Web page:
26. Insane Publishing Frequency
I repeat, it’s OKAY not to update your blog every single day/week/month. But when you want to update your blog more often, you better don’t bombard your users with a new blog post every hour or day unless they’re expecting it.
For instance, I expect tech blogs like The Verge, TechCrunch, Mashable, etc. to publish several blog posts a day as they are the ones who breaks news in the tech space.
And there’s a good chance that they are all reporting the same news at the same time. But since their authors are different I can still expect something unique in all of them.
27. Useless Interviews
When you publish useless interviews (asking the obvious questions) I know that your goal is NOT to help readers but rather to attract more traffic and links.
Because it takes just minutes to compose few questions and send it over to a dozen of other bloggers and get ‘free content’ in return.
And the bonus? Chances are they will share it on their social network and will probably end up linking to it from their own blog. Brilliant!
28. No External Links
I don’t think that I must describe this. But I can summarize everything that I want to say here by showing you a simple tweet that I’ve recently come across.
29. Not Responding To Comments
No, no, no, I’m not saying that you should respond to every single comment that you’re getting. In fact, I respond only when I feel that it’s ‘real’ or someone is asking something (and I started doing it in 2011-’12 only).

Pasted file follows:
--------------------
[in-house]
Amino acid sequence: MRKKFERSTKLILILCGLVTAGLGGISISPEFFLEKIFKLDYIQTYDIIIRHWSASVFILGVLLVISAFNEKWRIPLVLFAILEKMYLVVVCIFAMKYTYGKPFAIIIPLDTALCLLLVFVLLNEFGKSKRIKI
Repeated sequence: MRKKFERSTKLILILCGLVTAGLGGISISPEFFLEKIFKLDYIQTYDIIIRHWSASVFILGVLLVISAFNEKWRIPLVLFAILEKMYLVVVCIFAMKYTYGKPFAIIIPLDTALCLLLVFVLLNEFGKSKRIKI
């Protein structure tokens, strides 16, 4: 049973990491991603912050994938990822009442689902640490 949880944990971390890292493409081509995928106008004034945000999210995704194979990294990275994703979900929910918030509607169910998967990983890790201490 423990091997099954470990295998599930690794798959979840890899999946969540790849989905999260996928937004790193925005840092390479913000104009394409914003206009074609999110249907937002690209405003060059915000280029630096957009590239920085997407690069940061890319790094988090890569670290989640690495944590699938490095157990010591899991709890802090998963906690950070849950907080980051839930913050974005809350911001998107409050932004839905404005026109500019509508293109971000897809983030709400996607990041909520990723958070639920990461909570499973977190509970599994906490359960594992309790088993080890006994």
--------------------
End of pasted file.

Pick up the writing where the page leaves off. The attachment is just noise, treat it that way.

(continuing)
However, I do read and moderate every single comment that I’m getting on this blog. So you better don’t just auto-approve comments, respond to it when you think it’s genuine.
Otherwise, ask yourself why should someone read your blog posts when you are not listening to them.
30. Viral Titles
If I explain why I hate viral titles then I think it will blow your mind. So, I’d rather avoid explaining it. :D
Related Reading (From Across The Web)
- 10 Things I Hate About You (As a Blogger)
- 10 Things I Hate About My Blog
- The 5 things I hate about your blog that I’m too afraid to tell you
- 20 Things I May Hate About Your Blog
- 15 fake bloggers you shouldn’t follow
As I have already mentioned, I didn’t cite problems that are technical in nature simply because I think it’s perfectly fine to have a dull design or typos or even a non-responsive slow loading page as long as I like what you are doing.
Because I believe we start a blog to write (what we like) and not to showcase our English or coding or design skills. Moreover, I also owned several crappy BlogSpot blogs way back in early 2000s.
And afterall, nobody is a born blogger.
On a side note, I’m pretty sure that there are a lot of things that you hate about my blog (and obviously about me) as well. Criticism is always appreciated (as long as it’s constructive), so do share it as a comment below.
Happy Blogging! :)